Osteoporosis is a major cause of illness and death in the elderly due to age-related fractures. So, you are able to reduce the frequency and severity off fracture by slowing the age related bone loss.

Why Birth Weight Plays a Role in Osteoporosis

Several new studies have found interesting results. And, these results may be contributing factors to the risk of osteoporosis. Therefore, pointing to the role of birth weight. In fact, researchers report that low birth weight babies are at higher risk of osteoporosis. Especially, later in life if they’re one of the approximately 10% of babies prematurely born worldwide.

When babies are born preterm, there is an interruption in the transfer of calcium from the mother to the baby. However, this normally would occur during the last few weeks of pregnancy. But when it occurs too early, it results in interruption of results in lower peak bone mass.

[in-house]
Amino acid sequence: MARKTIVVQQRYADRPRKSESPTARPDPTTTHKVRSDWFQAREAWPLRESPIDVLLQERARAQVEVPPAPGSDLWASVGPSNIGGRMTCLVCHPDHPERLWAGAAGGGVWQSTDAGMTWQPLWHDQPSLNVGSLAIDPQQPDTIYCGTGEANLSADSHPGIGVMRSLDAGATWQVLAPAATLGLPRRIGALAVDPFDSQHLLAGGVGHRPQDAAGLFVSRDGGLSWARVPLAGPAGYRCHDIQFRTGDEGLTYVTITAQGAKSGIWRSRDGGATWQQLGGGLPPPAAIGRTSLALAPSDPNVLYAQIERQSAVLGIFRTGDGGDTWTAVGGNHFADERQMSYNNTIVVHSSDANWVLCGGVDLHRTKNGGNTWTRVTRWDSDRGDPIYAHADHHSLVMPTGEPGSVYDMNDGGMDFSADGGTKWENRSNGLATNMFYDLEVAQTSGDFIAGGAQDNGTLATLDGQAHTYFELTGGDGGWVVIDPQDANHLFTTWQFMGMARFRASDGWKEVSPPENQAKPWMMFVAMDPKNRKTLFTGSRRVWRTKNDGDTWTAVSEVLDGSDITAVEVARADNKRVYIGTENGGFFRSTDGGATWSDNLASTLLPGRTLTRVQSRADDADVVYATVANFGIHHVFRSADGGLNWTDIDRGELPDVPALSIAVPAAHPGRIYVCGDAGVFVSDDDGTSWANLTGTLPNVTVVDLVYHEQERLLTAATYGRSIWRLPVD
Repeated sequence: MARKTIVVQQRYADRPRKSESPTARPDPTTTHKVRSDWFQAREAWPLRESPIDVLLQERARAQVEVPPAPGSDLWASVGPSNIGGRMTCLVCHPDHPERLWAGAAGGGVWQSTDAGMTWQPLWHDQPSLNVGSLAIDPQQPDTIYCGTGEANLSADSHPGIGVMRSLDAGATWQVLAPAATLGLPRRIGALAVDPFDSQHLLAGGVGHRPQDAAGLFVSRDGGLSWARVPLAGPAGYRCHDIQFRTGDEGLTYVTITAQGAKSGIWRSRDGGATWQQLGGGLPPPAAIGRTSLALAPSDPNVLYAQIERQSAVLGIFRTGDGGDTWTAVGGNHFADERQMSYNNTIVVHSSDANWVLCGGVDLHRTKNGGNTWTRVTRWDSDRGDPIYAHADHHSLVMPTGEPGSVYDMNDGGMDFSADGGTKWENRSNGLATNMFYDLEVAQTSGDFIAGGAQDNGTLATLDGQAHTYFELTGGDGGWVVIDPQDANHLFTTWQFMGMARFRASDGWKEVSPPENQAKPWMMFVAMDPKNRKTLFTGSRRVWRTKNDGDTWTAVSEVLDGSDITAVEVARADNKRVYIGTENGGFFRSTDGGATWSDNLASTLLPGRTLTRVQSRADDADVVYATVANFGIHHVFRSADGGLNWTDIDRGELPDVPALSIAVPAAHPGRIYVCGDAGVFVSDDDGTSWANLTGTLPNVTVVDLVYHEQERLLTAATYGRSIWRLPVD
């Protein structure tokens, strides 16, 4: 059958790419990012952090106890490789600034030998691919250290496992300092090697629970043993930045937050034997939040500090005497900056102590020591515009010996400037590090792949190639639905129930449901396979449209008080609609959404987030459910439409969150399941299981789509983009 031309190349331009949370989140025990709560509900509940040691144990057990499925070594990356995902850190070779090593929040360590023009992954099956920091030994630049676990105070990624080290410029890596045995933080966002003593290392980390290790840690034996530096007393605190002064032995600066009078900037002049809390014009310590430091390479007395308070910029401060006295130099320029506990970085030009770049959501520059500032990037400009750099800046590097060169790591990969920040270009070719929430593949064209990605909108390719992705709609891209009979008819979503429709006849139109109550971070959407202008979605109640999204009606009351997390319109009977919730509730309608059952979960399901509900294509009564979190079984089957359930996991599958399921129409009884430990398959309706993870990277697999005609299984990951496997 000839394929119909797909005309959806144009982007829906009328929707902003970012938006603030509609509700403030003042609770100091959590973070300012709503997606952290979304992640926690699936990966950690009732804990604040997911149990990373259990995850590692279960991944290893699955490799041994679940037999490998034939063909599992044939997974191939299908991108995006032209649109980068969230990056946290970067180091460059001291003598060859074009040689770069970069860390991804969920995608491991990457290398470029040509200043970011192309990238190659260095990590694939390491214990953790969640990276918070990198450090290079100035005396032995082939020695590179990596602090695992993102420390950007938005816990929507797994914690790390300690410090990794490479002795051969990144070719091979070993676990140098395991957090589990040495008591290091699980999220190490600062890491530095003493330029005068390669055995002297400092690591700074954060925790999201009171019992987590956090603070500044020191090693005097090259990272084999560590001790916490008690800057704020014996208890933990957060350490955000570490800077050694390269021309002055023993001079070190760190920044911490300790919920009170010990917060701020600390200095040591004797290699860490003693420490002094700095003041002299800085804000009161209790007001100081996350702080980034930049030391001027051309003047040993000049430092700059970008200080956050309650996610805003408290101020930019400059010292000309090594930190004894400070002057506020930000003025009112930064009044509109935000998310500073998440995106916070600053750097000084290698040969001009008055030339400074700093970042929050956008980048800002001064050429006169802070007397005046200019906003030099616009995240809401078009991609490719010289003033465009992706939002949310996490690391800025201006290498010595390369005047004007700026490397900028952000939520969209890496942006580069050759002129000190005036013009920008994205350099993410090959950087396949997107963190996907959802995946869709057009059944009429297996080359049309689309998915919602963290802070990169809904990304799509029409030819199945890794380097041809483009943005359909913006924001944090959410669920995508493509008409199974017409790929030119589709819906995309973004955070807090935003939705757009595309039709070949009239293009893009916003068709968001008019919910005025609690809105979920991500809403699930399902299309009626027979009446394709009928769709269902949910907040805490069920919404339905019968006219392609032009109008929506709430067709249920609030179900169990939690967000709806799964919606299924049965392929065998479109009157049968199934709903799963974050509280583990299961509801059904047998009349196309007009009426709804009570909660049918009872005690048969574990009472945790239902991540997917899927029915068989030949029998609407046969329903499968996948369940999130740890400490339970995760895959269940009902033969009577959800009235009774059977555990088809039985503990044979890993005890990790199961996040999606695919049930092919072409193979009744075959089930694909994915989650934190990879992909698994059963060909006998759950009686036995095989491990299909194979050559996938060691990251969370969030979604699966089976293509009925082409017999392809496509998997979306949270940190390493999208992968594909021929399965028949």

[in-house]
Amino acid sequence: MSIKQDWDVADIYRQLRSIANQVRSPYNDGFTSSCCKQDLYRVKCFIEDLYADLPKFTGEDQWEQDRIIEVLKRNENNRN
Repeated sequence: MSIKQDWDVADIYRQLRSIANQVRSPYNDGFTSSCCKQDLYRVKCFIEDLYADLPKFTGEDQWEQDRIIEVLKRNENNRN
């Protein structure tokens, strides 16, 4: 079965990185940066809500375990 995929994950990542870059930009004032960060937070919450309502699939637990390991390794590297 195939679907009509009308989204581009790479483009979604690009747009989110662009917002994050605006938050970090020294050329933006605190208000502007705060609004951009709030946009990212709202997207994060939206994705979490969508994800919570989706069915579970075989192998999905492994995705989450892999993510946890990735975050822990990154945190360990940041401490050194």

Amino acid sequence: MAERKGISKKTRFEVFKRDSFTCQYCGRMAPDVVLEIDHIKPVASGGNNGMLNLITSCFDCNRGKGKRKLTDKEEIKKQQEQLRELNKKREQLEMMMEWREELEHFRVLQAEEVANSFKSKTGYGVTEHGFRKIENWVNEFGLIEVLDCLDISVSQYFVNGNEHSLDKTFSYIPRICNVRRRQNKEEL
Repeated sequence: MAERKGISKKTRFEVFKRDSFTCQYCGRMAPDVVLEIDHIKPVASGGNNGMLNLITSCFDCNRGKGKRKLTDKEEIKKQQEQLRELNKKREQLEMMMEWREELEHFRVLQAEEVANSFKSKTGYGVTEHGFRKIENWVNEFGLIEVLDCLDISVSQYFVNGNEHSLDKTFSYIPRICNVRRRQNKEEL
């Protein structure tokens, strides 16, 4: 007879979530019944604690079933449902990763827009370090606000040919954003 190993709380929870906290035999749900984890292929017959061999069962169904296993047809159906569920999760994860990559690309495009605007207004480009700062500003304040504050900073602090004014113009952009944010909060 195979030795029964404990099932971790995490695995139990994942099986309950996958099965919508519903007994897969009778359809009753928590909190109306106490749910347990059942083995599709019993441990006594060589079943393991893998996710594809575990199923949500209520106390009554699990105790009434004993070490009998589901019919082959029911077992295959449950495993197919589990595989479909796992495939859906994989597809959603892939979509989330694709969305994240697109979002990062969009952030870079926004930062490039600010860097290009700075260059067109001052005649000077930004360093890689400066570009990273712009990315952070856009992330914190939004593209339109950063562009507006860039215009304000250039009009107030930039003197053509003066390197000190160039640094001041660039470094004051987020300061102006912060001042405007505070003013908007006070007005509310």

By the age of 30, you have reached peak bone mass. And, is an indicator of fracture risk and future osteoporosis. Similarly, it was found that adults who had low birth weight but were born full-term, had lower bone mass than babies with normal weights too. However, the later risk of fracturing a hip is most common in both low birth size and also poor childhood growth.

Birth weight may play a key role. But other factors also influence the accumulation of bone mineral during childhood and adolescence. Some of these factors include heredity, gender, diet and physical activity. Additionally, insufficient vitamin D during pregnancy and cigarette smoking also cause reduced bone mineral acquisition for babies.

How to Reduce the Risk of Bone Fractures

In addition, these studies help in forming good preventative strategies. Therefore, optimizing nutrition during pregnancy and providing higher risk children with the appropriate diet and exercise. In order to reduce the risk of bone fractures later in life, a diet rich in calcium, vitamin D, and protein, in combination with exercise that involves weight-bearing physical activities may help children with low birth weights.

If you would like to find out more information about osteoporosis, screenings, or treatments, please call 888-409-8006 or schedule an appointment online now.